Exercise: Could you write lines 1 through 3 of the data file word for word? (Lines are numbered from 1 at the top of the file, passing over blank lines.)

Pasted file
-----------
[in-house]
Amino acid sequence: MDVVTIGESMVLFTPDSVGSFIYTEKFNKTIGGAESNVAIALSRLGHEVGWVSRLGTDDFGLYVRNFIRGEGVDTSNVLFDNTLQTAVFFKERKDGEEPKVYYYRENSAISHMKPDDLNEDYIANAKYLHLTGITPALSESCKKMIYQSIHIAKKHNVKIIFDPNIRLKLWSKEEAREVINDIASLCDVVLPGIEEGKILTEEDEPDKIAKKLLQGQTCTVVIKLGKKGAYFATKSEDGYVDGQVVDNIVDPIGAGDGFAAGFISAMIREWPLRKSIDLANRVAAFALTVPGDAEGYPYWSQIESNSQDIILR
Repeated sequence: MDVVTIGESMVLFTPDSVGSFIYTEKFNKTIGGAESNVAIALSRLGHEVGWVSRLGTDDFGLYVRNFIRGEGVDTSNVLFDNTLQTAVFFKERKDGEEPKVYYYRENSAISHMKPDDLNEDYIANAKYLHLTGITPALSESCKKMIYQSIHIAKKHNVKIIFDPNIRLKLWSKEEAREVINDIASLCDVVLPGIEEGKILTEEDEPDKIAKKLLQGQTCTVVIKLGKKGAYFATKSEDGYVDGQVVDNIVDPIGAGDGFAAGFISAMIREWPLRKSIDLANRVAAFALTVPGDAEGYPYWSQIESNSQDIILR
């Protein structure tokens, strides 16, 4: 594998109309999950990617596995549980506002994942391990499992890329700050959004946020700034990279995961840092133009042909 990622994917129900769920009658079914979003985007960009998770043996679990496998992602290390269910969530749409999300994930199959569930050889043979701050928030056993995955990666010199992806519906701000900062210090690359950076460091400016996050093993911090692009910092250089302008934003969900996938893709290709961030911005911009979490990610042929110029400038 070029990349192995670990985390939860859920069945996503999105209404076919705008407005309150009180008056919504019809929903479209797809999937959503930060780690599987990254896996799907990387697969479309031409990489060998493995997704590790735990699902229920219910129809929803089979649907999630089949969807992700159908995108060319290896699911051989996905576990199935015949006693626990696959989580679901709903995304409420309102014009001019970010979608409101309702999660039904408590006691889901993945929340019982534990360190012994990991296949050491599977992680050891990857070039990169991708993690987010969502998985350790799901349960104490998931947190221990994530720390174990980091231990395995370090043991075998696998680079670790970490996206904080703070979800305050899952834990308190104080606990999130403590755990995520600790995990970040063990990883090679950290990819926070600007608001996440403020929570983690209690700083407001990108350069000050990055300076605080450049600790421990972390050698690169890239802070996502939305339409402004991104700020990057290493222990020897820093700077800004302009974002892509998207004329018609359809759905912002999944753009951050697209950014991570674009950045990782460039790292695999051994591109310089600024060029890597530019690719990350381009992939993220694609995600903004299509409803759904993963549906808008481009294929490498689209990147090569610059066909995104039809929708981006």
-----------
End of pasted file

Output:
[in-house]
Amino acid sequence: MDVVTIGESMVLFTPDSVGSFIYTEKFNKTIGGAESNVAIALSRLGHEVGWVSRLGTDDFGLYVRNFIRGEGVDTSNVLFDNTLQTAVFFKERKDGEEPKVYYYRENSAISHMKPDDLNEDYIANAKYLHLTGITPALSESCKKMIYQSIHIAKKHNVKIIFDPNIRLKLWSKEEAREVINDIASLCDVVLPGIEEGKILTEEDEPDKIAKKLLQGQTCTVVIKLGKKGAYFATKSEDGYVDGQVVDNIVDPIGAGDGFAAGFISAMIREWPLRKSIDLANRVAAFALTVPGDAEGYPYWSQIESNSQDIILR
Repeated sequence: MDVVTIGESMVLFTPDSVGSFIYTEKFNKTIGGAESNVAIALSRLGHEVGWVSRLGTDDFGLYVRNFIRGEGVDTSNVLFDNTLQTAVFFKERKDGEEPKVYYYRENSAISHMKPDDLNEDYIANAKYLHLTGITPALSESCKKMIYQSIHIAKKHNVKIIFDPNIRLKLWSKEEAREVINDIASLCDVVLPGIEEGKILTEEDEPDKIAKKLLQGQTCTVVIKLGKKGAYFATKSEDGYVDGQVVDNIVDPIGAGDGFAAGFISAMIREWPLRKSIDLANRVAAFALTVPGDAEGYPYWSQIESNSQDIILR